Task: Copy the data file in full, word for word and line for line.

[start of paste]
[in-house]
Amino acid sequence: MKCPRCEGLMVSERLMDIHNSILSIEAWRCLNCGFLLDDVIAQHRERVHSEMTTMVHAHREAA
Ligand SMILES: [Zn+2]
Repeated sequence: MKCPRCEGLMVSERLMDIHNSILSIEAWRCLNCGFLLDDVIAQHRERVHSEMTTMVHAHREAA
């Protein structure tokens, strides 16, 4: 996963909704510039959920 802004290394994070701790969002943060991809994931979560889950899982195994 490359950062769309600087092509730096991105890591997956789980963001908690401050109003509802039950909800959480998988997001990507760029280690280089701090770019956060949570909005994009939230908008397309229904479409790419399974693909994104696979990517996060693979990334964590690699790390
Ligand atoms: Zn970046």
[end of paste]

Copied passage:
[in-house]
Amino acid sequence: MKCPRCEGLMVSERLMDIHNSILSIEAWRCLNCGFLLDDVIAQHRERVHSEMTTMVHAHREAA
Ligand SMILES: [Zn+2]
Repeated sequence: MKCPRCEGLMVSERLMDIHNSILSIEAWRCLNCGFLLDDVIAQHRERVHSEMTTMVHAHREAA
């Protein structure tokens, strides 16, 4: 996963909704510039959920 802004290394994070701790969002943060991809994931979560889950899982195994 490359950062769309600087092509730096991105890591997956789980963001908690401050109003509802039950909800959480998988997001990507760029280690280089701090770019956060949570909005994009939230908008397309229904479409790419399974693909994104696979990517996060693979990334964590690699790390
Ligand atoms: Zn970046």